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What I'm reading: Simon Edelsten, Artemis

What I'm reading: Simon Edelsten, Artemis

Early in lockdown it seemed like a good idea to write a list of things to try to achieve, including a list of longer books to read.

Dominic Sandbrook writes rather long books about recent British history – social and political.  

His most recent tome Who Dares Wins covers the early Margaret Thatcher years, 1979 to 1982. As often happens, reading the history of yesterday’s economies leads to lessons for today’s investors.

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Unemployment after Mrs Thatcher’s election victory was more than 1m, equating to 5 per cent of the workforce and inflation heading for 20 per cent. 

To try to reduce inflation, interest rates were raised sharply and through the next three years the government refused to prop up failing companies despite unemployment rising steadily – by 1984 it exceeded 3m for the first time.  

This period marked the collapse of a large amount of British manufacturing, but also saw the birth of businesses that have prospered since. 

In 1982 the government stopped subsidising British Leyland and started splitting off the more viable parts such as Jaguar. 

On the other hand, in 1984 Nissan signed to build its first plant in Sunderland, leading to the success and renowned productivity of the new British car industry.

Less well remembered is that this period saw the birth of many new industries thriving today.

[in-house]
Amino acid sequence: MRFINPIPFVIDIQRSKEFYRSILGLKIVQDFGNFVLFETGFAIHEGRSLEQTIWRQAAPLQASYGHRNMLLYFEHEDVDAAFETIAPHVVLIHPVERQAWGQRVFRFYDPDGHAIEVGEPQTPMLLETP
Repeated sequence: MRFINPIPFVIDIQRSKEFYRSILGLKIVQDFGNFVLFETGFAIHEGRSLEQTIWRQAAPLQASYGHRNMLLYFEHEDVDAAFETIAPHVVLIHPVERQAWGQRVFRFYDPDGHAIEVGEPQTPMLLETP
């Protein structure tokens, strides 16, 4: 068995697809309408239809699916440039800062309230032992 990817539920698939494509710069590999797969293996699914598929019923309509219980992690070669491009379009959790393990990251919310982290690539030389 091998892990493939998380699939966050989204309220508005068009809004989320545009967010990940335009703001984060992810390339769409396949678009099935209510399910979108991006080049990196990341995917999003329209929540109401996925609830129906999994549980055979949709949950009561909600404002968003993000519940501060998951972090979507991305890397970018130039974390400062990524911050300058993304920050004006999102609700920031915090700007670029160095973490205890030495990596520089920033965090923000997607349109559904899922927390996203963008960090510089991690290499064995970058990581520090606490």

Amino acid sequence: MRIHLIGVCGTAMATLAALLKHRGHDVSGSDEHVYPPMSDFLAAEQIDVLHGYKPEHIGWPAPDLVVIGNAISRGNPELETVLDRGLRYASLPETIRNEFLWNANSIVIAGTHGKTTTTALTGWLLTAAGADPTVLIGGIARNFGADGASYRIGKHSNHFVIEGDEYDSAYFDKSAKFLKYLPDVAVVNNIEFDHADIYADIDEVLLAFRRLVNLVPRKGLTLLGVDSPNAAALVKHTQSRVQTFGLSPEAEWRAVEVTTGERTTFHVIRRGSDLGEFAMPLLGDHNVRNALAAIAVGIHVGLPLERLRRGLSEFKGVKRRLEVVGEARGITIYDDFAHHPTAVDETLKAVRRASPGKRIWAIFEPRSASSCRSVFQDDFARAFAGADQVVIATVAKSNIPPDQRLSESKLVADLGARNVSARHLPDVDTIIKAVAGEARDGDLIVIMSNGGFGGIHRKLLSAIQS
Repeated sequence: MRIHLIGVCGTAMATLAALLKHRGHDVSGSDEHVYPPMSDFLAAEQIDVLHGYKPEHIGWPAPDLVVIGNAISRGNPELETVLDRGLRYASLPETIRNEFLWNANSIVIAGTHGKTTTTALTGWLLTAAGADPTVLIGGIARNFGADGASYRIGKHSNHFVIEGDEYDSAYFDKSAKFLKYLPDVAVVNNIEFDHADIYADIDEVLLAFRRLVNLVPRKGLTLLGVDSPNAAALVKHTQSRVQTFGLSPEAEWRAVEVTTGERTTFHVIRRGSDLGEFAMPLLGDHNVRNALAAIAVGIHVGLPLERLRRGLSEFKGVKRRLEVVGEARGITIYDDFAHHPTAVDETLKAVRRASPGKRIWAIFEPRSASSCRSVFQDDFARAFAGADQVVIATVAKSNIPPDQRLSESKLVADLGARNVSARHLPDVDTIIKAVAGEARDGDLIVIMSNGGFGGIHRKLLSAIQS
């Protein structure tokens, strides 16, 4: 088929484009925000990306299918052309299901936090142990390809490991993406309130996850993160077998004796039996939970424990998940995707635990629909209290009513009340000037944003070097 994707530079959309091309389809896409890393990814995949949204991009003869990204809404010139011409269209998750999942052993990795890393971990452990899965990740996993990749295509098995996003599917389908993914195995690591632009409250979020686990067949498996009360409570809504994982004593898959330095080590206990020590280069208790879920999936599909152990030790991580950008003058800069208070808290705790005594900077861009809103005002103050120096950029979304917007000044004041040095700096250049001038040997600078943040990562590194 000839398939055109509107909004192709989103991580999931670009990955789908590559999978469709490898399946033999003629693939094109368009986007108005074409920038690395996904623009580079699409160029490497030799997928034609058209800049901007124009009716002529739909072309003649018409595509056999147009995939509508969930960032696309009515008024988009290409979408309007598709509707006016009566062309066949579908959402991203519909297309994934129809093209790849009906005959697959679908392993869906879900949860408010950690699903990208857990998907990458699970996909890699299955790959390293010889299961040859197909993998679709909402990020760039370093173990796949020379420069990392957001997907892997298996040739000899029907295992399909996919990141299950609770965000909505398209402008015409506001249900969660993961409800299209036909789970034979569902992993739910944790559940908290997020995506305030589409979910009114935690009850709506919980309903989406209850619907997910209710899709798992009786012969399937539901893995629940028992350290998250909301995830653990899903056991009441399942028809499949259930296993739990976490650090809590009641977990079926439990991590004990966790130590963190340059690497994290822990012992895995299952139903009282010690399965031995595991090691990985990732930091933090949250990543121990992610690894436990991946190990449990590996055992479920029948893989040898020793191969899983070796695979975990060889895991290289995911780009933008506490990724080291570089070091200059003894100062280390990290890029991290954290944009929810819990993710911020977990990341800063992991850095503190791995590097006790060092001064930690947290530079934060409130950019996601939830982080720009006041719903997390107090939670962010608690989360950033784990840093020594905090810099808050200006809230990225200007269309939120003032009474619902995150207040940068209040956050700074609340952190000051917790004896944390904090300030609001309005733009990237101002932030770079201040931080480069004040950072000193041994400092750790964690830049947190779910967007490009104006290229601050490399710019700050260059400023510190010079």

Towns along the M4 and M3 corridors such as Reading, Basingstoke and Newbury thrived, the latter being chosen by Bayer as its British base. 

These towns often saw growth in ‘knowledge industries’ including electronics, and benefitted from clustering of skilled workers as well as transport links. 

They did not benefit from government aid, though often they did from good local government planning.

However, state aid was not always refused under Mrs Thatcher. Having refused to help the British computer industry when asked by Keith Joseph, she seemed to have performed a U-turn, appointing Kenneth Baker minister for information technology. 

The Sinclair ZX81 and Spectrum computers may have been the biggest selling in the world and Britain the first country to have a BBC Micro in every school.   

Any comparisons with plans by the current government to create a British technology powerhouse through central planning, I leave to others. 

However, it is amusing to think this model for government supporting technology, used by Mrs Thatcher, was the National Enterprise Board, created by Tony Benn.  

There are similar straws in the wind in the current environment. Most of all, as the recession bites and unemployment rises, it reminds fund managers to keep an eye out for the shoots of the future growth sectors appearing from the rubble.

Simon Edelsten is global equity fund manager at Artemis